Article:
THIS ABOVE ALL
Lament of the aged
old people in their eighties
wrote to me about the problems of life in its decline. They complain
about increasing helplessness, being neglected by their sons,
daughters-in-law and grandchildren. Their chief complaint is loneliness:
they do not know how to pass their time. Being old, they get little
sleep and are up well before dawn. They believe in God, say their
prayers, go to temples, gurdwaras and churches or offer namaaz five
times a day; and yet time hangs heavy on them. What are they to do?
I am older than most of
them. I have old-age problems like rotting teeth having to be replaced
by false ones, glasses changed periodically because my vision is getting
poorer by the day, having to use hearing aids, carrying a walking stick
to prevent falling, taking dozens of pills against fluctuating blood
pressure, enlarged prostrate, irregular heartbeat etc. But I manage to
get at least six hours of sleep at night despite having to get up twice
or thrice to empty my bladder and another hour in the afternoon. I too
get up before dawn.
Since I do not believe in
God or prayers, my mind turns to more earthly problems. Will my bowels
move properly this morning? Should I take more orange-carrot juice and
glasses of water to help me clear my stomach? When I get a good
clearing, I am relieved and happy. When I do not, it weighs on my mind.
I am edgy and ill-tempered. It affects my work. I do not grumble about
being neglected by children and grandchild. They do their best to look
after my needs — see I eat what I want, take me to doctors, dentists
and opticians. They know I prefer to be left alone, so they leave me
alone. Time does not hang heavy on me because I always have something to
occupy my mind. My days pass as swiftly as a weaver’s shuttle.
What advice do I give
them? First, reduce your dependency on others to the very minimum and do
your best to be as self-sufficient as you can. Fill your time by doing
things occupy your mind and time. Don’t waste time on muttering
prayers you don’t understand but meditate by stilling your mind from
wondering. A minute or two will be good enough. If you can’t read or
watch TV because they strain your eyes, listen to good music on your
radio with complete attention. Sit in a park and watch birds,
butterflies and insects — not just look at them but watch them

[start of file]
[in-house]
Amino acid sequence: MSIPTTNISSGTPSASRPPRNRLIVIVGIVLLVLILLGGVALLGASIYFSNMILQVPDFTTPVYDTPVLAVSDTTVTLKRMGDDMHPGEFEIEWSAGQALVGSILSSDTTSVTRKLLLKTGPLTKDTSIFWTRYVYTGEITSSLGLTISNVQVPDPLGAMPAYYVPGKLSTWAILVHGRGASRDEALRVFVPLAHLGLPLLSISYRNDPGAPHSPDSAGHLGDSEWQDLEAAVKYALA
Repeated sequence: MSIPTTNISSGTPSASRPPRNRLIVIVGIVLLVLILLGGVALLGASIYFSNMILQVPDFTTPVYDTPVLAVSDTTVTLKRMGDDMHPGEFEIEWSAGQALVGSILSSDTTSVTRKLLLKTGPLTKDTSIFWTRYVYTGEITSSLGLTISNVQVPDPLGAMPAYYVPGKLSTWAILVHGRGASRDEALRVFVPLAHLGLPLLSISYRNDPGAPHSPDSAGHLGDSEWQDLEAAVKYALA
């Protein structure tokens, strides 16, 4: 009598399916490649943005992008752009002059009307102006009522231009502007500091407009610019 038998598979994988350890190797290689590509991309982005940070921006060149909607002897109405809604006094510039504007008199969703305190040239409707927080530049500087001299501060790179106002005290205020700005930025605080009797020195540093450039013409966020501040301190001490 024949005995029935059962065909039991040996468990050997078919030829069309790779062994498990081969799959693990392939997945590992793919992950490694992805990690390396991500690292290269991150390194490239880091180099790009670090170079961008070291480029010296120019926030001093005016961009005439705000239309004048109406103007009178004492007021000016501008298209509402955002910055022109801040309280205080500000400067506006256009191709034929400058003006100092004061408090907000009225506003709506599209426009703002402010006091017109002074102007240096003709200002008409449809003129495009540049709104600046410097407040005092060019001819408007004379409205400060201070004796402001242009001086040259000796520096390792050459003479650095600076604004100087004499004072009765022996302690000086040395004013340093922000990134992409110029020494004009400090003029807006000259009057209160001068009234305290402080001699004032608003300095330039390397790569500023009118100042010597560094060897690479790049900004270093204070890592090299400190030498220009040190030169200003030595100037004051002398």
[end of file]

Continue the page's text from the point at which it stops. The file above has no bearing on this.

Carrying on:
closely, try to identify them, read about them and add to your knowledge
of nature. Cultivate hobbies like collecting stamps, preserving leaves
and flowers, origami — whatever you fancy. Even learn how to knit your
own sweaters and socks. Free yourself of the hunger for human company.
Befriend dogs, cats, birds — they will respond to your affection more
than human beings. Equally important is to cut down on your food intake.
Get up from your dining table with hunger unfulfilled: you will then
look forward to enjoying your next meal and keep thinking about it. What
you eat and drink will taste better. When fully occupied mentally, time
will never hang heavy on you. You wake up and before realise the day is
over and it is time to retire to bed for the night. You will enjoy sound
Writing on sex
A literary organisation in
England has instituted an annual award for bad sex writing. No one knows
what these prizes are worth but the winners get lost of free publicity.
What is more puzzling is they have not defined what is meant by bad sex
writing. Is it bad prose or raw description of the sex act? This year,
among the shortlisted were Tarun Tejpal (The Alchemy of Desire),
and Salman Rushdie (Shalimar the Clown). Neither of them made it
to the top. Three years ago, my The Company of Women was also in
the shortlist. I got no further. I had assumed that being named as a
contender for the prize was a black mark for a writer. Apparently, it is
not so; on the contrary, it is a matter of pride.
There have been many
eminent authors who wrote explicitly on sex: D. H. Lawrence (Lady
Chatterley’s Lover), Nabokov (Lolita) Arthur Miller (Tropic
of Cancer) and many others. The only prizes they got were having
their books banned and hence bumper royalties from sales. About the
worst book on sex I have read is Vatsayana’s Kama Sutra. It has
remained a steady seller ever since it was first published in English
over a century ago. Since then, the dividing line between erotica and
pornography has almost disappeared. You can get away with English
four-letter words and the foulest of incestuous abuse in Indian
languages. They add not spicy flavour to dialogue: without them it would
sound totally flat.
Personally, I prefer
gentle erotic writing to torrid descriptions of copulation — more
foreplay than performance. We have quite a few craftsmen in the art:
Richard Crasta (Modern Kama Sutra), Shashi Tharoor (The Great
Indian Novel), Upamanyu Chatterjee (English August), Arundhati
Roy (The God of Small Things).
The subject is still taboo
in Hindi and regional languages. For one, they do not have the necessary
vocabulary. I do not think anyone of them have the equivalent of
clitoris nor an orgasm. Even our pioneer in this field Vatsayana does
not mention them in his Kama Sutra). Instead, he goes into prolix
detail of different kinds of males and females, draws long lists of
tortuous positions they can adopt while at it as well as the number of
ways a couple can kiss, scratch and bite each other. Perhaps, the
Sahitya Akademi could make a beginning by instituting an annual award
for good writing on sex.
Flight of fancy
Jamaluddin of Hyderabad
phoned Begumpet Airport wanting to know approximately how long a flight
to New Delhi would take. "Just a minute", said the
receptionist, who was very busy. "Oh, I am very greatful to you,
thanks very much," said Jamaluddin, and then hung up.
(Contributed by Judson